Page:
Published: Thu, May 11, 2017
Worldwide | By Gretchen Simon

Jakarta's Christian governor found guilty in Islam blasphemy trial

Jakarta's Christian governor found guilty in Islam blasphemy trial

An Indonesian court on Tuesday sentenced former governor of Jakarta Basuki Purnama to two years in prison for blasphemy against Islam.

However, President Joko Widodo, who is a key ally of Purnama, had called for restraint over the trial and urged all sides to respect the legal process.

Protesters opposed to Jakarta governor Basuki "Ahok" Tjahaja Purnama in front of the Supreme Court in Jakarta, Indonesia, May 5, 2017.

As reported, Ahok, who is is ethnic Chinese and the first Christian in almost 50 years to govern Indonesia's capital, was found guilty of violating Indonesia's blasphemy laws during a speech to fishermen in September.

The head judge Santiarto also denied that the case had political aspects and said the trial was purely criminal.

Ahok was accused of blasphemy previous year when a video surfaced of him telling voters they were being deceived if they believed a specific verse in the Quran prohibited Muslims from electing a non-Muslim as leader.

Even prosecutors called for the blasphemy counts to be dropped for a lesser charge of "spreading hate", but the judges ignored that recommendation as the Non-Muslim persecution continued.

The maximum sentence for blasphemy in Muslim-majority Indonesia is five years in prison.

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Indonesia's blasphemy controversy emerged in September, when an incorrectly-subtitled video of the governor criticizing those who claim that the Qur'an prohibits Muslims from having a non-Muslim leader surfaced online.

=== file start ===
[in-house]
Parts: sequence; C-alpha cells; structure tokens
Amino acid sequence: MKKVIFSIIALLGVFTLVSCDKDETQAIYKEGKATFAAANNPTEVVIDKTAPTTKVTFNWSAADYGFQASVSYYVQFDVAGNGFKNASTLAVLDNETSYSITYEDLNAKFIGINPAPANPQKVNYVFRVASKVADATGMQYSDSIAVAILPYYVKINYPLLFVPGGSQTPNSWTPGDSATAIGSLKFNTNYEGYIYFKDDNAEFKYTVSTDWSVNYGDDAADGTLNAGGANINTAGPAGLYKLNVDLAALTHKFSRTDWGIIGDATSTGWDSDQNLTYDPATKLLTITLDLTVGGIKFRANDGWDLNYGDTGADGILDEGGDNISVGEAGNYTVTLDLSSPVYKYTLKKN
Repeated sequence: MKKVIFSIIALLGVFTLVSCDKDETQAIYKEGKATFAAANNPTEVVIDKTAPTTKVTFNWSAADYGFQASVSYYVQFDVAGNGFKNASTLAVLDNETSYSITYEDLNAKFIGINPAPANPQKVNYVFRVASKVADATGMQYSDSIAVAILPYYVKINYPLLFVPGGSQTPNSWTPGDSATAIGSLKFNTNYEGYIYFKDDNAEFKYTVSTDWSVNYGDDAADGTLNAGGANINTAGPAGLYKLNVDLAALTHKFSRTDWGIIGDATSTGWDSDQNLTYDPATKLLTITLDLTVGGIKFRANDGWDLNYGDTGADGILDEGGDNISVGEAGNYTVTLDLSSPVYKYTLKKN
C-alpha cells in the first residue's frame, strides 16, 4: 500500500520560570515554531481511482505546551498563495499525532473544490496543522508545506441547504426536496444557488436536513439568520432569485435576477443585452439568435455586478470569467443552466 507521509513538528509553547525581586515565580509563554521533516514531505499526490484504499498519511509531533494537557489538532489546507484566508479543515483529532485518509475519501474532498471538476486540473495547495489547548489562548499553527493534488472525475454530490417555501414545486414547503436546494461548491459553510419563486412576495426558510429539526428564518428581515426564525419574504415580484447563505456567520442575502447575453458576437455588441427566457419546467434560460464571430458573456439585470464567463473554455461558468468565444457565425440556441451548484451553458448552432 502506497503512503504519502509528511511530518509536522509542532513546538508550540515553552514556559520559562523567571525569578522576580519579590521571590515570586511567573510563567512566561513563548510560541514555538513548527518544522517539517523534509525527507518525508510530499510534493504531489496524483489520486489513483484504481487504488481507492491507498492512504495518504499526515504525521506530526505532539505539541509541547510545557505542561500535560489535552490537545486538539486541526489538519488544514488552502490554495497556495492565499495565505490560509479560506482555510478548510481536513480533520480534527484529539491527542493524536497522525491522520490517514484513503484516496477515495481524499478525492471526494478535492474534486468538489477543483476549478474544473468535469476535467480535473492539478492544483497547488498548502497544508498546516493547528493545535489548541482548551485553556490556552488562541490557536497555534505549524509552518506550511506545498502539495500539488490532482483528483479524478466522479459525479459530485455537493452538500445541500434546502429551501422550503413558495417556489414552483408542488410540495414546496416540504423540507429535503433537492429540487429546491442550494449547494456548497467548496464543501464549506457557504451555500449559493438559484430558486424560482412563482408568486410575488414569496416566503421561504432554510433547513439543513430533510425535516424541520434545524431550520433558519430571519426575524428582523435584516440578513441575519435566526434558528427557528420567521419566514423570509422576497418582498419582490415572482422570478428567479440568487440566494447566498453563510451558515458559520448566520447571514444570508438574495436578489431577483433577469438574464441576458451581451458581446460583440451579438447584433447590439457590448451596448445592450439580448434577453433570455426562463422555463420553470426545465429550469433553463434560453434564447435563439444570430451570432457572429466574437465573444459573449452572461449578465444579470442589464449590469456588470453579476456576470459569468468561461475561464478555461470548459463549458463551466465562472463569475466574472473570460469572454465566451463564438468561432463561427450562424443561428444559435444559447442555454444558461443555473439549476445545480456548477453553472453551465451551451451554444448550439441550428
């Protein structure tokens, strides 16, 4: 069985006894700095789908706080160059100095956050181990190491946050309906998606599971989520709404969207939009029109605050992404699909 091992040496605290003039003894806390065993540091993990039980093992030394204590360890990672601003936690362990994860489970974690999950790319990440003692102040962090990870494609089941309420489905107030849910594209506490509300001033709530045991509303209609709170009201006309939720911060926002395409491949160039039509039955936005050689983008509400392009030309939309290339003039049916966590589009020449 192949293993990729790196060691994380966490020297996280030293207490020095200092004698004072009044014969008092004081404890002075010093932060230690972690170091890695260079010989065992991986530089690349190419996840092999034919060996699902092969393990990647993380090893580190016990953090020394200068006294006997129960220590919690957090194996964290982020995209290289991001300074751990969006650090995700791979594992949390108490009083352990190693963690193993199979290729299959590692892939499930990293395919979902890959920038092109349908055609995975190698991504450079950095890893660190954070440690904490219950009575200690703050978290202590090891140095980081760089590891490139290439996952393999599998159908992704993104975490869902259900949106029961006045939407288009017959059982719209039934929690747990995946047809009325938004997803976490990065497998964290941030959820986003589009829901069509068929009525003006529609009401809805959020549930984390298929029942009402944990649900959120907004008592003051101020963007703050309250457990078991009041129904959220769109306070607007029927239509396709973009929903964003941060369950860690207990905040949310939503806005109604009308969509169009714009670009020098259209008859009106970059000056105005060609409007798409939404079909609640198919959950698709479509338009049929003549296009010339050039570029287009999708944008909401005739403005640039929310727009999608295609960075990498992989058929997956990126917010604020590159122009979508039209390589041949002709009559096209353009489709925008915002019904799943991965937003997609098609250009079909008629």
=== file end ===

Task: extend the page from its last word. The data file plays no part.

Approximately 15,000 police and military personnel were deployed in case clashes broke out between Ahok supporters and opponents.

Purnama denied wrongdoing, though he apologised for comments he made previous year criticising his opponents' use of the Koran in political campaigning ahead of an election for governor of Jakarta, the country's capital.

He will hand over to Baswedan in October.

But there is a chance Purnama could escape jail after prosecutors last month recommended he be punished with only two years probation, with a possible one-year jail term if he commits a crime during that period.

"This case is not about Ahok", says Andreas Harsono, a Jakarta-based researcher for Human Rights Watch.

The legislation was rarely used during the 32-year rule of strongman Suharto, but in recent years it has been exploited to persecute minorities, rights groups say.

Jakarta's Christian governor Basuki Tjahaja Purnama, popularly known as Ahok, arrives at a courtroom for his verdict and sentence in his blasphemy trial in Jakarta today. Although Indonesia officially recognizes six religions - Islam, Protestantism, Catholicism, Hinduism, Buddhism and Confucianism - there are concerns of rising influence of hardline Islamist groups.

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